If any fortified wine is lighter than fino sherry, it's fino's close sibling, manzanilla. What's the difference between the two? First, the type and extent of flor yeast that grows in the barrel during the aging process; then the way the wine is handled while aging. Oh, and manzanilla can be made only in the seafront town of Sanlúcar de Barrameda, and not even everywhere there. "A distance of as little as 300 meters from one bodega to another can make a difference," noted Jorge Marenco Diez, of Antonio Barbadillo, which produces more than half the manzanilla in the world. (Its main brand is Solear.)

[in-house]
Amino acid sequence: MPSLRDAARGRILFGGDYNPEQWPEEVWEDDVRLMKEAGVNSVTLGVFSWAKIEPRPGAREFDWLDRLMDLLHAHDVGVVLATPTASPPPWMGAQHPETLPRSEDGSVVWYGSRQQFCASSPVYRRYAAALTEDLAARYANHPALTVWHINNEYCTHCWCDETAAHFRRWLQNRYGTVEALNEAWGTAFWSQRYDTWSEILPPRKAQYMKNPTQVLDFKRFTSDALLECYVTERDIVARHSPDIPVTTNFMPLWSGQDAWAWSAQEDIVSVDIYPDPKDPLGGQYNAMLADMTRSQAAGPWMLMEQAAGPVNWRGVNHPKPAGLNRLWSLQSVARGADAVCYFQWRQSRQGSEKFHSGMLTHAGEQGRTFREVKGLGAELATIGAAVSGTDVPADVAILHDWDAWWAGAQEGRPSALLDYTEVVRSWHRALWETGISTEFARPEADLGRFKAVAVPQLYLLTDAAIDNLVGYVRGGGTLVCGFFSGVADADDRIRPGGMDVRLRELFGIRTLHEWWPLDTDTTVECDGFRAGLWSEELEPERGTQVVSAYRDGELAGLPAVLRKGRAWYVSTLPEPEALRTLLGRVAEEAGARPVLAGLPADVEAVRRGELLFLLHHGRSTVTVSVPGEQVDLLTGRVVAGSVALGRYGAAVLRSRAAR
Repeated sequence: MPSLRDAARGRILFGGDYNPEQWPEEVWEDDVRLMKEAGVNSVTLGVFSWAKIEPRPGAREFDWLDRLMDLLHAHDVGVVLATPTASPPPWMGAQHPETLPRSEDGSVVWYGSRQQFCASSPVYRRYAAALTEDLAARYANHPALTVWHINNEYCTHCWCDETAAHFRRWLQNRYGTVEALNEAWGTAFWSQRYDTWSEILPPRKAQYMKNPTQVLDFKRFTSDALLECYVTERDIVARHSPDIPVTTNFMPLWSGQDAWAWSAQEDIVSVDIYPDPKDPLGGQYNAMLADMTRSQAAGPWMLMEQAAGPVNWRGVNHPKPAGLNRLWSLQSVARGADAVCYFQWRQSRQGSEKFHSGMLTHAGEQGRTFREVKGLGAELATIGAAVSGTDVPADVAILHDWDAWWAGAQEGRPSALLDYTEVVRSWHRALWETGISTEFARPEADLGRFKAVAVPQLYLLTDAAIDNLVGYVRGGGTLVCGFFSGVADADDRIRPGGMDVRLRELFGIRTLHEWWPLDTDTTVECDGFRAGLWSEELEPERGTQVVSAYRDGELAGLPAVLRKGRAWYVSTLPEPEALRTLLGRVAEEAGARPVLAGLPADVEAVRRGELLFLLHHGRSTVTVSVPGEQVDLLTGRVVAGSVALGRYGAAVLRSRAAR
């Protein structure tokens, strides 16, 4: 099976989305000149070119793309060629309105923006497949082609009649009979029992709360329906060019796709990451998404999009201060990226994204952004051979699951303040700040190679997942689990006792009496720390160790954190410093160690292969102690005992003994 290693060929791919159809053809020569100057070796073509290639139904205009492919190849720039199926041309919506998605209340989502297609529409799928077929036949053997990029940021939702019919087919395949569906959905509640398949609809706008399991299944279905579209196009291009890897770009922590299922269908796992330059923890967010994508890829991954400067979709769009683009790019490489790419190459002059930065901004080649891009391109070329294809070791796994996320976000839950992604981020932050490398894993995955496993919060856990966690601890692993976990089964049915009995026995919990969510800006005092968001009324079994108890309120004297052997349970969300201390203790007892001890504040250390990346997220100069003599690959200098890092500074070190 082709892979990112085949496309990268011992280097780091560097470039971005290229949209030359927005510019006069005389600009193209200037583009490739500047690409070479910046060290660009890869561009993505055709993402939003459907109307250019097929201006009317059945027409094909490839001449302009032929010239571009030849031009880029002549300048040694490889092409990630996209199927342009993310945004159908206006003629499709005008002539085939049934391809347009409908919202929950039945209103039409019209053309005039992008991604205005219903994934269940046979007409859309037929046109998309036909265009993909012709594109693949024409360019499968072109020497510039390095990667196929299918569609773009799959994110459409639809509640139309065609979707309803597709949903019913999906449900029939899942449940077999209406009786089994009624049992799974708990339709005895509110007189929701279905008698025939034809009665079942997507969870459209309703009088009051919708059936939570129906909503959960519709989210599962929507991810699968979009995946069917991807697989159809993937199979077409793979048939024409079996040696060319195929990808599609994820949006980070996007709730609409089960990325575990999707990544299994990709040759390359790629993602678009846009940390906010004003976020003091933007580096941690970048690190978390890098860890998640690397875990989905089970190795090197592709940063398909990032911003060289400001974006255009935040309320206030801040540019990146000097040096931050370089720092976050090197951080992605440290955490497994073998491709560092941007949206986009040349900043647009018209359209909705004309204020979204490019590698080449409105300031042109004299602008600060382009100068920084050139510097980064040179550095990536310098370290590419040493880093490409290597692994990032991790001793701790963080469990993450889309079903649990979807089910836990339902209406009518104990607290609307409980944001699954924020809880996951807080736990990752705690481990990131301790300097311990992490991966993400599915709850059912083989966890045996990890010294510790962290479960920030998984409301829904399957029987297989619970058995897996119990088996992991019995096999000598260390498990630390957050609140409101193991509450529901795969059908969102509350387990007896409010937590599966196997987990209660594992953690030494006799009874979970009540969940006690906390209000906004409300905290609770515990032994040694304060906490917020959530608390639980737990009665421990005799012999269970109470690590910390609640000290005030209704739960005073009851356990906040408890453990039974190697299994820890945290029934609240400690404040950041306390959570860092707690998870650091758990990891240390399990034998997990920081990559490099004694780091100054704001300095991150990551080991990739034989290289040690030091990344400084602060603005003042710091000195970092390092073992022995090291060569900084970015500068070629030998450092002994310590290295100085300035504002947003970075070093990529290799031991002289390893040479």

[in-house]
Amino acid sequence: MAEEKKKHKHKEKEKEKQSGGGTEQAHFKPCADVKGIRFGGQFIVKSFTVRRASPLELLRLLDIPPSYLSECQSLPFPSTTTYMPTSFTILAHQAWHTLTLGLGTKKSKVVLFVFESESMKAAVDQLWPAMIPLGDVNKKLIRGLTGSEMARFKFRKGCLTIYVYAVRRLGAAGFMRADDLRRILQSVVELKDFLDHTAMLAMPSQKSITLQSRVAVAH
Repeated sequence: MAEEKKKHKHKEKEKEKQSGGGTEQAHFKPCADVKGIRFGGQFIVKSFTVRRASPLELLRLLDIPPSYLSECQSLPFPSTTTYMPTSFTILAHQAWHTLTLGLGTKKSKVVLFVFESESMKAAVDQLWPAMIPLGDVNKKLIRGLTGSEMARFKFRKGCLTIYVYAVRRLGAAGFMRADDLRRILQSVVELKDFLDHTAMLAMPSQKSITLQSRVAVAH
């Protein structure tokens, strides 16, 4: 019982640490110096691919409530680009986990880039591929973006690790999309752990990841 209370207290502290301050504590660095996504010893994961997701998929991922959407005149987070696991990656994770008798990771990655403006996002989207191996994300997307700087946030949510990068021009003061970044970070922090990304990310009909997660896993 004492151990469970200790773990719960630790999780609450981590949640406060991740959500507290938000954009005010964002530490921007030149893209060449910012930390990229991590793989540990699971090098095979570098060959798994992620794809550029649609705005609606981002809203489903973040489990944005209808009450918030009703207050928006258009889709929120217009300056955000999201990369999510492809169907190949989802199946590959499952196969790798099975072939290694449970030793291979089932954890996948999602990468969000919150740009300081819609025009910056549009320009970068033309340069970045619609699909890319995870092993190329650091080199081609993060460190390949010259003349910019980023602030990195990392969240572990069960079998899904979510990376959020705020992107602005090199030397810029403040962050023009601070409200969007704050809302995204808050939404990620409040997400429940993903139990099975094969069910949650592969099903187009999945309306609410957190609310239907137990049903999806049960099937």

What's important to the character of the wine—which is usually sharp and almost saline, but very flavorful—is the proximity of the bodegas to the marshy Coto Doñana and the Guadalquivir River basin. Jerez, some fifteen miles inland, bakes in the broiling sun in July and August and shivers in the midwinter chill. There, the flor necessary for manzanilla's flavor would quickly die inside the casks. But Sanlúcar, tempered by the ocean breezes and constant humidity, is the perfect breeding ground.